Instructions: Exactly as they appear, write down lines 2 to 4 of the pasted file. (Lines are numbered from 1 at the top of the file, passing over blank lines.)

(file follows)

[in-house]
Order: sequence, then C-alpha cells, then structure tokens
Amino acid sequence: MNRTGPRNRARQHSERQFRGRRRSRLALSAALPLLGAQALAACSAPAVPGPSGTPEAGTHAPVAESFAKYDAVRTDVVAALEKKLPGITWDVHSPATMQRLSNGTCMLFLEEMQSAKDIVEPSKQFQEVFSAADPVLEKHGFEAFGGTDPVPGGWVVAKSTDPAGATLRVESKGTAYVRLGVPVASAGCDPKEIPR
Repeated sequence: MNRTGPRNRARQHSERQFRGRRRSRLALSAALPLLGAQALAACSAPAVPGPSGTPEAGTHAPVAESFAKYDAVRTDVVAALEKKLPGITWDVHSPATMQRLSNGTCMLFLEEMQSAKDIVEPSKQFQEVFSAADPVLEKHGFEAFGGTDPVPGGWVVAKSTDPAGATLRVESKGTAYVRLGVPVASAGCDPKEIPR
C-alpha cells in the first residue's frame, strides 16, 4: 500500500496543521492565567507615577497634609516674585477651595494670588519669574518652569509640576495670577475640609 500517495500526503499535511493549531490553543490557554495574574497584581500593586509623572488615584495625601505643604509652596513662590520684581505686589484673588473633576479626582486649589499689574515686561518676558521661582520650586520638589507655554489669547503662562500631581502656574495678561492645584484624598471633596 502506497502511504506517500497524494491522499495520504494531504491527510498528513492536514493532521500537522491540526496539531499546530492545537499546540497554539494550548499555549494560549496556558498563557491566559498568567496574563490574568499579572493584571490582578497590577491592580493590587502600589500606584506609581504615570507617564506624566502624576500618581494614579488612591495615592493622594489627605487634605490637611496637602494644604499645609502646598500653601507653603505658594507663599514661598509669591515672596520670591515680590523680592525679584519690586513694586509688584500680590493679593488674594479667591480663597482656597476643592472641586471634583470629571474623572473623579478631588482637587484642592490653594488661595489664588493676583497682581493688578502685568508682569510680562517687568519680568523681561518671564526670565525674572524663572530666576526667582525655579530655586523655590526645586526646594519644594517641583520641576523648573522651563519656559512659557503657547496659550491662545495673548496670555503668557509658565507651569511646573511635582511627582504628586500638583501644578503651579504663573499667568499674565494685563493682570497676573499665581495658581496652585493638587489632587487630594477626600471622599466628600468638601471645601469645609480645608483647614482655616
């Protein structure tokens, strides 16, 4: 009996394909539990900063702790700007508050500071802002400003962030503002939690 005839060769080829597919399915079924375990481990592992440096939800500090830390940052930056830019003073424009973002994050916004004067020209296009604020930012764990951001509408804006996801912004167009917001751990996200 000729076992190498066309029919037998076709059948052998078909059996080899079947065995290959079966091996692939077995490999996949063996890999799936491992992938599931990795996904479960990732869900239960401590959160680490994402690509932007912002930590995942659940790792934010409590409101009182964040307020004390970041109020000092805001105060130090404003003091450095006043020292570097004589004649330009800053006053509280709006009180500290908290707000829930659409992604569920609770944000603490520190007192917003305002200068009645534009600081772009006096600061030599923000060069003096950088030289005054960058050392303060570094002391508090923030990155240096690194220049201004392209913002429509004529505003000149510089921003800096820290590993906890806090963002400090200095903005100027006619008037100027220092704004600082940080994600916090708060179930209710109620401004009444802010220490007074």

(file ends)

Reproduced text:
Order: sequence, then C-alpha cells, then structure tokens
Amino acid sequence: MNRTGPRNRARQHSERQFRGRRRSRLALSAALPLLGAQALAACSAPAVPGPSGTPEAGTHAPVAESFAKYDAVRTDVVAALEKKLPGITWDVHSPATMQRLSNGTCMLFLEEMQSAKDIVEPSKQFQEVFSAADPVLEKHGFEAFGGTDPVPGGWVVAKSTDPAGATLRVESKGTAYVRLGVPVASAGCDPKEIPR
Repeated sequence: MNRTGPRNRARQHSERQFRGRRRSRLALSAALPLLGAQALAACSAPAVPGPSGTPEAGTHAPVAESFAKYDAVRTDVVAALEKKLPGITWDVHSPATMQRLSNGTCMLFLEEMQSAKDIVEPSKQFQEVFSAADPVLEKHGFEAFGGTDPVPGGWVVAKSTDPAGATLRVESKGTAYVRLGVPVASAGCDPKEIPR